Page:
Originally Posted by atomicbattery
Those are pretty good breakdowns.
For your art teacher, explaining the difference between the Gold and Silver Age of comics may be TMI. You could probably draw the best possible comparison by folding a Golden/Silver Age Batman into one category (and including the Adam West in that- the best possible shorthand for the less-informed to illustrate that Batman was originally more lighthearted entertainment directed at a primarily juvenile audience), and comparing it to the Bronze and Modern Ages, as Batman went in a more adult direction with O'Neill and Adams through the shockingly 'Mature' works of Miller and Moore.
All of those stories were legitimate, as the character went through profound changes in his first two years. In 1939 he was a darker figure who carried a gun, inspired by 'The Shadow' and the pulps. In 1940, with the addition of Robin, he became the smiling adventurer we knew until the seventies.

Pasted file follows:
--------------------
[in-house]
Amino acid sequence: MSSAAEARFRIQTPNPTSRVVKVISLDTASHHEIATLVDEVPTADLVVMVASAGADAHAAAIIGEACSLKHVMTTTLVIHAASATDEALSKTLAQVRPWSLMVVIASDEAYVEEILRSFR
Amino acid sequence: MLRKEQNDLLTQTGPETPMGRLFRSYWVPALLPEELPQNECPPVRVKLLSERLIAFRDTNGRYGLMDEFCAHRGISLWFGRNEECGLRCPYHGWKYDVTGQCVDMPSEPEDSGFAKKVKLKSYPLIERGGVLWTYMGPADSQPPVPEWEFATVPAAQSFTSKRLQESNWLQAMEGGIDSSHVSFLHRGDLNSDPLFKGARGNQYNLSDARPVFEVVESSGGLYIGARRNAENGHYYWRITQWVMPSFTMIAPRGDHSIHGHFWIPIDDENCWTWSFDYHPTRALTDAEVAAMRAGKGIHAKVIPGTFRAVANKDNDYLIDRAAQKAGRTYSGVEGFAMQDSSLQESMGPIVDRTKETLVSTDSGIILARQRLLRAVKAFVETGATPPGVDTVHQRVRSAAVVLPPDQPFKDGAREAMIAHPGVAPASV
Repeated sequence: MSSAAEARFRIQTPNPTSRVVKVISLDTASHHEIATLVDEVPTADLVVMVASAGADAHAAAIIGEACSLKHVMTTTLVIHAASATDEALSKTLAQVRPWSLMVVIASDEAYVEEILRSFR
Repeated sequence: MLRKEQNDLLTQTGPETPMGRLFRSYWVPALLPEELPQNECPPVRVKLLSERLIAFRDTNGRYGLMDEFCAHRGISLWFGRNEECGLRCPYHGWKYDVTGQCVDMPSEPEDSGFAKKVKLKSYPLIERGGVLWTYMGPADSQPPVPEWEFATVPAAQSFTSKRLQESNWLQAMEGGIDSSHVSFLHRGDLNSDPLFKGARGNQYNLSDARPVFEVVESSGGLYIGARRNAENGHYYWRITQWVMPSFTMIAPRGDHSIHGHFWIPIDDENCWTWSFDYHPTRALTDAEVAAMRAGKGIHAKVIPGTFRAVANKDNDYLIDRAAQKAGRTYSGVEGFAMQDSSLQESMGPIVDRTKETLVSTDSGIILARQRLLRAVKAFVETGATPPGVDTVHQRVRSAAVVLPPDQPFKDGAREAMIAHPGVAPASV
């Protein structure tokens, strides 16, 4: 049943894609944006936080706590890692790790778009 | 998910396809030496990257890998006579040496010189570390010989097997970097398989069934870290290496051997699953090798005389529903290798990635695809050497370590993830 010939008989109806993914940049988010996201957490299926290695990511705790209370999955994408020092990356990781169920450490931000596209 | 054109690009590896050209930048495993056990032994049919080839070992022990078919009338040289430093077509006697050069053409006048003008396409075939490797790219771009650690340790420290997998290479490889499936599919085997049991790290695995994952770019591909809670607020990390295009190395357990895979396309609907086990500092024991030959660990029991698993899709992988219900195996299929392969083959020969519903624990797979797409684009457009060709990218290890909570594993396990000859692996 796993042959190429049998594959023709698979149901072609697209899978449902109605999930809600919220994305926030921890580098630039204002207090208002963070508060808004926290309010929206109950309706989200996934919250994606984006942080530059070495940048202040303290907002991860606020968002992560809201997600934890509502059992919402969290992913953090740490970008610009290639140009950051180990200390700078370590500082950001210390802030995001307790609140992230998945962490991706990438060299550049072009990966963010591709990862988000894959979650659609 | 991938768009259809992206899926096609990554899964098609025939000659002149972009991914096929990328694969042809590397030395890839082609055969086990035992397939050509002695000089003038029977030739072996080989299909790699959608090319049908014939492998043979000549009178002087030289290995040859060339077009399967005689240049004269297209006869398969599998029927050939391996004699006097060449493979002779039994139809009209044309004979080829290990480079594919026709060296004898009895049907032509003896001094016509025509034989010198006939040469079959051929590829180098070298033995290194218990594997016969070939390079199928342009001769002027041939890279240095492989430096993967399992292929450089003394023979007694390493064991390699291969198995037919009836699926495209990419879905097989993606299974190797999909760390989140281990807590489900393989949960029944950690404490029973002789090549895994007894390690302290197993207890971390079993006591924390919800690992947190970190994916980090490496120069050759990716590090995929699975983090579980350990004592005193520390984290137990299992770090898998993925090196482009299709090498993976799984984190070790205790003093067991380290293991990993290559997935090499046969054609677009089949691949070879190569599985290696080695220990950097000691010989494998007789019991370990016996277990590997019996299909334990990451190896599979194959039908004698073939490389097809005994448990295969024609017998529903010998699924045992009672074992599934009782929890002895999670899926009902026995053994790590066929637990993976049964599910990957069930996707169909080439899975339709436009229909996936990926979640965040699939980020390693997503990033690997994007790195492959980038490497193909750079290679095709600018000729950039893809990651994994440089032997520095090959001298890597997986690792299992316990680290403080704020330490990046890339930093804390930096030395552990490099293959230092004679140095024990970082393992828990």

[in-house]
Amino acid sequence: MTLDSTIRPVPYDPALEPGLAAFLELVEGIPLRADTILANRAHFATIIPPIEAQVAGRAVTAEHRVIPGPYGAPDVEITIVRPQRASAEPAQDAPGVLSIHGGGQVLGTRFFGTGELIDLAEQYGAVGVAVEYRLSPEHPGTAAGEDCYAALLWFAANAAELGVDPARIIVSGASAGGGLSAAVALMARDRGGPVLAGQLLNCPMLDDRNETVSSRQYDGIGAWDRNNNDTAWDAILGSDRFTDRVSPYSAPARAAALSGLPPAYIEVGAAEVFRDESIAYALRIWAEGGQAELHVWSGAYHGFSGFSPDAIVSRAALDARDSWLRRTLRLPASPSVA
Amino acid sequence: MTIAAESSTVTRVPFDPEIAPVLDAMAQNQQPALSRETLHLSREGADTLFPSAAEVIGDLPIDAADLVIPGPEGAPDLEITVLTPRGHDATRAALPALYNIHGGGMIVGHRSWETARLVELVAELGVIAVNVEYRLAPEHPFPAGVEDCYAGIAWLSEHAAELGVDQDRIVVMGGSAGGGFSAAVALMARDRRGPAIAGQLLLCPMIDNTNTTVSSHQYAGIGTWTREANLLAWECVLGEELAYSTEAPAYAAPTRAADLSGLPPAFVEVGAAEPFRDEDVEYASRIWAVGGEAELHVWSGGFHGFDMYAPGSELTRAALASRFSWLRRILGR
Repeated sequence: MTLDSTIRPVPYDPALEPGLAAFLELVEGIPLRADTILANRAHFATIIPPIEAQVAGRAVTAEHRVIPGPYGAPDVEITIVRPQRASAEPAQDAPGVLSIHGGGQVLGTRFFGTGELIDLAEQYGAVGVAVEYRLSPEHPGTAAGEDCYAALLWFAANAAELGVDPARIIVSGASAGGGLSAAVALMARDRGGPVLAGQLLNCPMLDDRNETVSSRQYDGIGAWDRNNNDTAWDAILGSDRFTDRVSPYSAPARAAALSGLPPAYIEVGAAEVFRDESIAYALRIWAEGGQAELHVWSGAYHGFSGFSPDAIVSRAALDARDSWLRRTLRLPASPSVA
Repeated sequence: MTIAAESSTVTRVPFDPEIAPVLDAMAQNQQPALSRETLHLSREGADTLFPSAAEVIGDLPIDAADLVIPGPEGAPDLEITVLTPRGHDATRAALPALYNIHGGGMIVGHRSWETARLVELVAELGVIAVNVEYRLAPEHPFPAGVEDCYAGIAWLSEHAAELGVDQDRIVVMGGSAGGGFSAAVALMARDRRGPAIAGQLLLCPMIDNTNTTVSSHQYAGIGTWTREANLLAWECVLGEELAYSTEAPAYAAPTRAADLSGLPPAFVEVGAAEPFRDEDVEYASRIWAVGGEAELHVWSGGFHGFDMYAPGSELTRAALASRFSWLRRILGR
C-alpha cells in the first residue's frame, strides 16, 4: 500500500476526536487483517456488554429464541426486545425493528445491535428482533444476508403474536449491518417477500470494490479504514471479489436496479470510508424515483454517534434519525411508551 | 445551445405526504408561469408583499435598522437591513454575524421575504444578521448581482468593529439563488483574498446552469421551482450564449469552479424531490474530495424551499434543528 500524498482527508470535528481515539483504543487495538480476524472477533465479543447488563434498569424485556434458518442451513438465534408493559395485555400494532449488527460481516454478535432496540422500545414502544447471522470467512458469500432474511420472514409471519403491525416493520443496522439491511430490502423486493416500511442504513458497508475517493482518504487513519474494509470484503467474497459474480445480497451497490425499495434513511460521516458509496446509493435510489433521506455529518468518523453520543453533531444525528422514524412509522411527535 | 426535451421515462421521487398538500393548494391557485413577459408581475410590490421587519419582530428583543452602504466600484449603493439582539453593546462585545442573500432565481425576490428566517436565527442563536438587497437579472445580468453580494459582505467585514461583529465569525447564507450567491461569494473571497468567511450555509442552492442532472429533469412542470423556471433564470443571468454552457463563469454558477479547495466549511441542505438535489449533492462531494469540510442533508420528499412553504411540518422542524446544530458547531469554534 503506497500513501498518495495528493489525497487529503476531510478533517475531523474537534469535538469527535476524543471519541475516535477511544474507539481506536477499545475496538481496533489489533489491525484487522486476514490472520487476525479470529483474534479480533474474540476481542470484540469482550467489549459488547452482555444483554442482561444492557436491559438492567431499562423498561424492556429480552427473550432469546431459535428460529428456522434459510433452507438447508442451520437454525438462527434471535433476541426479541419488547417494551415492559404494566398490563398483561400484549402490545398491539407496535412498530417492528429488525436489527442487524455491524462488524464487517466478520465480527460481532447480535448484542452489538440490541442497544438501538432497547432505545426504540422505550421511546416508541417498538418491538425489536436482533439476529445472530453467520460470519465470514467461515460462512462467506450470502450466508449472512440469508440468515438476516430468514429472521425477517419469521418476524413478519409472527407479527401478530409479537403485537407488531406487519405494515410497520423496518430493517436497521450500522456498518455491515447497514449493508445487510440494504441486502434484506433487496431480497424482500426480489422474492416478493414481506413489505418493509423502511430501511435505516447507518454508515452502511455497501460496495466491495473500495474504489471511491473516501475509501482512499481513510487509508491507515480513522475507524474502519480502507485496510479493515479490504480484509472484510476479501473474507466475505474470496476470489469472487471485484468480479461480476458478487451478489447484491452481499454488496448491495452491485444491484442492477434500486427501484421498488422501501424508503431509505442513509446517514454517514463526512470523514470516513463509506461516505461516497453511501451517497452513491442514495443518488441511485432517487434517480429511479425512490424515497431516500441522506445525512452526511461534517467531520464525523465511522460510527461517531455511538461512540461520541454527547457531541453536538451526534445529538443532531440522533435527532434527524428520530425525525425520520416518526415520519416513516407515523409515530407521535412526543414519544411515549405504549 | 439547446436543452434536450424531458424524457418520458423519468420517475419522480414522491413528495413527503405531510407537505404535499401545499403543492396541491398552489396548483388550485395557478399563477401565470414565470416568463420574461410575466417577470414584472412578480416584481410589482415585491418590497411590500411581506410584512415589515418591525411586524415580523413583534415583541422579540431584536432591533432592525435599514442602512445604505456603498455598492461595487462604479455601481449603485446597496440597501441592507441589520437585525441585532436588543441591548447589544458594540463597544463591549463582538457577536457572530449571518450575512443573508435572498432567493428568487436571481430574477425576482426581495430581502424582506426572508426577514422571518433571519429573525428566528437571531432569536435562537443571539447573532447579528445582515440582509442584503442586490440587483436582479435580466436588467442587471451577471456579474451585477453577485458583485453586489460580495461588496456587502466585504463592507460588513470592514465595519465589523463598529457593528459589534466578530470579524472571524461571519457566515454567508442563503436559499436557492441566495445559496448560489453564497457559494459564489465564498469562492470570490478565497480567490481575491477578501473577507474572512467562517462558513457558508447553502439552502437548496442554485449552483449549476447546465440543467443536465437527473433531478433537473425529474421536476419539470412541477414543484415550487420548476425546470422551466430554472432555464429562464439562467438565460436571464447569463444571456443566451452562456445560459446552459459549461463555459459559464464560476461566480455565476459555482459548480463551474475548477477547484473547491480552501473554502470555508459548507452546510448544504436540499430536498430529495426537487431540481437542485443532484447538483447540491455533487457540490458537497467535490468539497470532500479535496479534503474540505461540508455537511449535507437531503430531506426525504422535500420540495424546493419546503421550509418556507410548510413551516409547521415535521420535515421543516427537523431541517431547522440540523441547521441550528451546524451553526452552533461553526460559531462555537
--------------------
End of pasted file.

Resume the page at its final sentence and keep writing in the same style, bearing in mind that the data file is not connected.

One of the most remarkable aspects of the character is that he is able to support such radically different interpretations. The recent 'Brave and the Bold' cartoon was inspired by the Golden and Silver Age, while the Nolan films owed more to the modern interpretation of Batman.
And they were both wonderful.
I have the Batman Chronicles books that cover those first years, and Batman never "carried" a gun. He used a gun, only a very few times reallly, but he never regularly had one on his person.